Eye Movement Desensitization and Reprocessing (EMDR) was developed by Francine Shapiro, Ph.D., and introduced in 1987 as a treatment for PTSD. Dr. Shapiro is the founder of the EMDR Institute, Inc., in Watsonville, CA. She came upon the idea for EMDR quite by accident. While walking from class, she recalled an upsetting event. Shapiro noticed that when her eyes darted back and forth quickly, she began to feel better.
Shapiro posited that guided rapid eye movements while awake could help people access and reprocess adverse events.
Turns out, she was right.
Numerous studies, from as far back as 1993, have reviewed EMDR treatment among combat veterans and have found the results to be impressive. In fact, after one such study, which was published in the Journal of Traumatic Stress in 1998, 78% of veterans no longer met the criteria for PTSD after treatment.
The Brain’s Processing System
EMDR accesses one’s memory network system. Think of our brains as a computer system. You have a plethora of different memories in different folders and files. Our network of memories informs our perceptions, attitudes, and beliefs of the world.
Usually memories are able to resolve on their own. Ever have a bad day at work, go to write a colorful email, and leave it in your drafts to read the next day? More often than not, after you sleep and return to that email the next day, you’ll read it and make some changes prior to hitting send.
Sometimes it’s a little more difficult.
EMDR operates on the belief that the past is present. A present problem is informed by past experiences that are maladaptively stored. When an experience is maladaptively stored, the sights, sounds, smells, and images of the past experience flood an individual when they encounter a trigger.
At its core, EMDR uses guided eye movements to help reprocess and take away the power of said adverse life experience by simulating the eye movements of REM (rapid eye movement) sleep.
EMDR and Post-Traumatic Stress
The United States Department of Veterans Affairs has found EMDR to be highly effective in treating PTSD. The technique allows the thoughts, emotions, body sensations, and beliefs associated with the acute stress to be reprocessed.
The United States Department of Veterans Affairs has recommended EMDR treatment for active and retired military members who experience PTSD. Many other researchers have also found EMDR can help resolve acute stress and adverse life experiences for many.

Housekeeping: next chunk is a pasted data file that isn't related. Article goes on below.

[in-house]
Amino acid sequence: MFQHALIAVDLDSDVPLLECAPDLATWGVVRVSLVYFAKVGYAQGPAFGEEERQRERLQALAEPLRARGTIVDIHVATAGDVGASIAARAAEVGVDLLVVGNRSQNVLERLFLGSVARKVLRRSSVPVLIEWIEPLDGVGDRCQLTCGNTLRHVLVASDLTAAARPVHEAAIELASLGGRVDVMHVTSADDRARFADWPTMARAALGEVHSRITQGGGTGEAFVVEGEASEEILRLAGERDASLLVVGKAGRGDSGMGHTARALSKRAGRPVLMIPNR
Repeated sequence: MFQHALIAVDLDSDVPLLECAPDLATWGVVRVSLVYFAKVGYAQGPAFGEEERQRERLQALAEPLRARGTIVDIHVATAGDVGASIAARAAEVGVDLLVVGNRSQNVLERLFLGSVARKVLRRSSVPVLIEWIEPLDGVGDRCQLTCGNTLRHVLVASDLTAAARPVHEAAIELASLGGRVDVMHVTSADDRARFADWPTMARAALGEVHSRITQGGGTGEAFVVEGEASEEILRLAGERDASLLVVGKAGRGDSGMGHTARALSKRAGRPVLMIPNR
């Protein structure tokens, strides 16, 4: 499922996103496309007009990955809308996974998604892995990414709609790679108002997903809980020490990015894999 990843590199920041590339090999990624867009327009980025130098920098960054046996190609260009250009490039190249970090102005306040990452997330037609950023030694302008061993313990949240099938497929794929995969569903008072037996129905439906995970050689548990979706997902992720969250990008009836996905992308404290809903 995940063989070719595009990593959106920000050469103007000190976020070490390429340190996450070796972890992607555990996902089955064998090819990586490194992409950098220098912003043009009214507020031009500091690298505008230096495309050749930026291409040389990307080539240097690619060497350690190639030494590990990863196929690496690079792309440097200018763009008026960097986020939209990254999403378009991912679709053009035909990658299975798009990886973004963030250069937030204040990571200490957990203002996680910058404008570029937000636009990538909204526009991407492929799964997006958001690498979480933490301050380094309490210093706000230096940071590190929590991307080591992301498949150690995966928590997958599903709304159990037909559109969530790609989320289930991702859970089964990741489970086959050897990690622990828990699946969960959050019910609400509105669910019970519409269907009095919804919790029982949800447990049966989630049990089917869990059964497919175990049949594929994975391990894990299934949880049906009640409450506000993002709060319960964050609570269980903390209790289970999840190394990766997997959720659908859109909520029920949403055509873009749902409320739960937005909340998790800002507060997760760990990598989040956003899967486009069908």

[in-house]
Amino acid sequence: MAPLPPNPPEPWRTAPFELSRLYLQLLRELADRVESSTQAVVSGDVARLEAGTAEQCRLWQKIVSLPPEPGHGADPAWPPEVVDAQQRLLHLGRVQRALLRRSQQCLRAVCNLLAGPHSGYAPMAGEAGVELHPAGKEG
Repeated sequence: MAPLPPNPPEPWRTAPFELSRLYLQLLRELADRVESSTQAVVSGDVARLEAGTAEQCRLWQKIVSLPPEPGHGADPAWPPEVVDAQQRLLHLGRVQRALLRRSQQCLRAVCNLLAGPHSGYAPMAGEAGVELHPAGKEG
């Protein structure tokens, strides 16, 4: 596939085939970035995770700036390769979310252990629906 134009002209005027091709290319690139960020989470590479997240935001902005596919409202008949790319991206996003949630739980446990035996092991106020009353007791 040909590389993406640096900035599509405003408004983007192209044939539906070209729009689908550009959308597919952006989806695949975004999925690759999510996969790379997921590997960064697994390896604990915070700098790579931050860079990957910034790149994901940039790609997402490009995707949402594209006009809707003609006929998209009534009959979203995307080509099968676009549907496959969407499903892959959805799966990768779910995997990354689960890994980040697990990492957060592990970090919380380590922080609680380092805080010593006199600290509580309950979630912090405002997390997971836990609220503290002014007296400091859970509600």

Something more important: The lasting effects of the treatment have been impressive. Progress continues to occur between therapy sessions secondary to the biofeedback that occurs during the process. This is helpful for finding resolution to symptomatology.
Post-Traumatic Stress in the Public
Mental health, in general, is slowly losing its stigma. This means that more people are willing to seek help. Part of the reason for this sea change is the openness of celebrities. Lady Gaga was the first high-profile entertainer to disclose her struggle with PTSD when she talked about being raped. Lady Gaga said the PTSD overtook her life once she became well-known.
Singer Ariana Grande dealt with PTSD after her 2017 concert in England was the scene of a deadly terrorist attack, where 22 people were killed. She spoke openly about her struggle with her fans through her social media portals.
British actress Keira Knightley also made her struggle with PTSD public, in the hopes of raising awareness.
Other celebrities have come forward to discuss their own experiences with mental illness (not just PTSD). Former wrestler and current actor Dwayne “The Rock” Johnson had struggled with depression after a series of football-related injuries when he was younger. Actor Chris Evans talks about how he manages his anxiety, and actress Demi Lovato has been open about her diagnosis with bipolar disorder.
Destigmatizing mental illness, PTSD in particular, is the best way to ensure that sufferers feel safe to seek help. And there is help. Treatment for PTSD has come a long way, and EMDR has been shown to be a bright light on that path.